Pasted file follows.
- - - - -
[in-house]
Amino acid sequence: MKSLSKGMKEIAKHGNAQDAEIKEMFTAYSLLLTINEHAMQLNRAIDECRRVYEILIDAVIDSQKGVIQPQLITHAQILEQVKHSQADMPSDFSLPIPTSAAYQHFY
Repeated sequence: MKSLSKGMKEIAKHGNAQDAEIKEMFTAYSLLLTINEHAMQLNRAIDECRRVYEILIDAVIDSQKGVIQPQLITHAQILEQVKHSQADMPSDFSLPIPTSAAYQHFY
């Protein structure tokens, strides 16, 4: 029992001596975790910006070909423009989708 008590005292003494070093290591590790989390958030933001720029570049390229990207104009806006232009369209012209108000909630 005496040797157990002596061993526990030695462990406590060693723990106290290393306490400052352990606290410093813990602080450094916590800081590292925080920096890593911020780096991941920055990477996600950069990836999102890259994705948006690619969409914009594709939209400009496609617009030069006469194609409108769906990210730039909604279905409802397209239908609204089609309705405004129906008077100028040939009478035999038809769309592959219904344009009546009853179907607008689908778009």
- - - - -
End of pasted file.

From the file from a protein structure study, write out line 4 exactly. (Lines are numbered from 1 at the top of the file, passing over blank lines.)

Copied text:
């Protein structure tokens, strides 16, 4: 029992001596975790910006070909423009989708 008590005292003494070093290591590790989390958030933001720029570049390229990207104009806006232009369209012209108000909630 005496040797157990002596061993526990030695462990406590060693723990106290290393306490400052352990606290410093813990602080450094916590800081590292925080920096890593911020780096991941920055990477996600950069990836999102890259994705948006690619969409914009594709939209400009496609617009030069006469194609409108769906990210730039909604279905409802397209239908609204089609309705405004129906008077100028040939009478035999038809769309592959219904344009009546009853179907607008689908778009």